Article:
Citi Downgrades Fortress to Sell

Aug 5 (Reuters) – Citigroup downgraded Fortress Investment Group (FIG.N: Quote, Profile, Research, Stock Buzz) to “sell” from “hold,” saying fund performance at the private equity firm has deteriorated which may limit the firm's capital raising ability, and also forecast a potential dividend cut at the company.

Shares of Fortress Investment were down almost 14 percent percent at $10.16 in morning trade on the New York Stock Exchange. Before Tuesday's losses, they have fallen more than 24 percent so far this year.

“We estimate that funds representing $13 billion of committed capital have flat to negative internal rate of returns through July 2008,” said analyst Prashant Bhatia in a note to clients dated Aug 4.

He noted that dividend at Fortress had exceeded the Citigroup's estimated after-tax distributable earnings over the last three quarters and said cutting the dividend may be a more attractive option than trying to sell assets in a difficult market environment.

Bhatia said he believed that some of Fortress' funds continued to own assets related to subprime mortgage originators and servicing in their private portfolios.

He estimated that these publicly traded subprime originators have lost almost 95 percent of their value and said Fortress would have trouble unloading these assets in the future without taking a substantial discount.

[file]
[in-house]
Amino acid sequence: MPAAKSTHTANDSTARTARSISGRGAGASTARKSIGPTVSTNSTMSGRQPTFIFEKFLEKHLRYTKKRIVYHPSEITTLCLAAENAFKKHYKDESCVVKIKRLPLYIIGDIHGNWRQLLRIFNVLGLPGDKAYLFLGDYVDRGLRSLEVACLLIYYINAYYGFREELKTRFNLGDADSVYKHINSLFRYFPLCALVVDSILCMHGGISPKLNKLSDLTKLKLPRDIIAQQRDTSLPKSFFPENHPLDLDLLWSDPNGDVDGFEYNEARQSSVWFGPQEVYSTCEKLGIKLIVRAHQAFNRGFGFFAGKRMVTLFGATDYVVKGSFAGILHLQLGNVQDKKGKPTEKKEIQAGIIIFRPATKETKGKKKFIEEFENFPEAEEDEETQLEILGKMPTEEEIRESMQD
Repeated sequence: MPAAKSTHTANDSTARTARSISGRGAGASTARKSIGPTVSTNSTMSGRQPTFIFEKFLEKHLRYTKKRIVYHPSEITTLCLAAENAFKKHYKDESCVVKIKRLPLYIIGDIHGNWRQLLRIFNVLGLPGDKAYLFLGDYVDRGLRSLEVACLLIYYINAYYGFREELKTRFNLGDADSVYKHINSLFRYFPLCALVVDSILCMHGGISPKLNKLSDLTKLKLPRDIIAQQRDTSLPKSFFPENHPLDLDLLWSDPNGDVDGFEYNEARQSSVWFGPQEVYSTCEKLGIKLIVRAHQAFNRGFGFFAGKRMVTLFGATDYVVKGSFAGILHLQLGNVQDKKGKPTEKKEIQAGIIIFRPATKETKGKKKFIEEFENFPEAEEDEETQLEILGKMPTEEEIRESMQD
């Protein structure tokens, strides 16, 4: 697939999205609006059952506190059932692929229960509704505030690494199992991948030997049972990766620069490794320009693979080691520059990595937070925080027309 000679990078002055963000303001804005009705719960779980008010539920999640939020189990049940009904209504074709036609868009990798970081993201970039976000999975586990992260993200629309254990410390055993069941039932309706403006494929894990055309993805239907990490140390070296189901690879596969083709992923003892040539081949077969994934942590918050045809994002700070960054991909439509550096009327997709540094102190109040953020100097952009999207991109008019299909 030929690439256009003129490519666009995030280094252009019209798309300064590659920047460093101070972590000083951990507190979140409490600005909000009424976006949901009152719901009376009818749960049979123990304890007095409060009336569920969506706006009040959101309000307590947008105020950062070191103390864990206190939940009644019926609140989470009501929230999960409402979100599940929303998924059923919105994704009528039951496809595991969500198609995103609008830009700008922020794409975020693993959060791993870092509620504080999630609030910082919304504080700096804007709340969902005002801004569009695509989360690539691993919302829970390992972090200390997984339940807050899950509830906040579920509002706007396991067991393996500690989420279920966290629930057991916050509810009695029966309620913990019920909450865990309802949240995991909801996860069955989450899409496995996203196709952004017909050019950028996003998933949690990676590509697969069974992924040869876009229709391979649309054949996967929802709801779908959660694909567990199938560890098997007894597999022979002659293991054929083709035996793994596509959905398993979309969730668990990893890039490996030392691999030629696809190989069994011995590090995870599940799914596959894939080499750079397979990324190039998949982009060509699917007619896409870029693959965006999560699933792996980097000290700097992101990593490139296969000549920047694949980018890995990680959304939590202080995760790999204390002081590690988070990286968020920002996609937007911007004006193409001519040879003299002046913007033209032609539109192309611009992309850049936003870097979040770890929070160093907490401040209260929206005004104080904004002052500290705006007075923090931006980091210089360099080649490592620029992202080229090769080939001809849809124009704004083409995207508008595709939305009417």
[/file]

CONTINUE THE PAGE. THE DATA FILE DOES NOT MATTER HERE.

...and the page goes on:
On July 20, the Wall Street Journal reported that a Fortress fund, the Fortress Mortgage Opportunities Fund, was down about 30 percent three months after the firm raised funds for it.

Bhatia said he estimated that the value of the unrealized gain in the public securities held by Fortress funds have declined by over $8 billion and said it viewed that 85 percent of this decline in value of the public securities portfolio was driven by market depreciation.

“… we estimate that the public portfolio currently has an unrealized loss of $500 million and if sold today would result in a performance fee clawback of $100 million,” Bhatia said.

He added that if the private portfolio also had some loss content, the clawback could exceed $200 million.

Some investors reviewing the stock performance of firms taken public by Fortress recently will likely conclude that much of the value has already been extracted from these firms, Bhatia said.

The analyst added that this may force Fortress to accept lower prices on their IPOs going forward, which could hurt the firm's returns.

The recent underperformance in the public portfolio and some newer investment vehicles combined with slower inflows industry-wide, make management's targeted capital raises difficult to achieve, Bhatia said.

During the first quarter, Fortress, one of only a handful of publicly traded hedge and private equity companies, said it raised $2.6 billion in capital.

Bhatia said while he viewed Fortress as a firm that can benefit during times of distress, the reality was that it did not have a track record “spanning multiple cycles.”

He added that this raised the question of whether the firm prospered as a result of the credit bubble and now may not be able to repeat its past success.

The analyst cut his 2008 earnings estimates on the stock to $0.50 per share from $0.70 and the price target to $9 from $14. (Reporting by Ramya Dilip in Bangalore; Editing by Jarshad Kakkrakandy)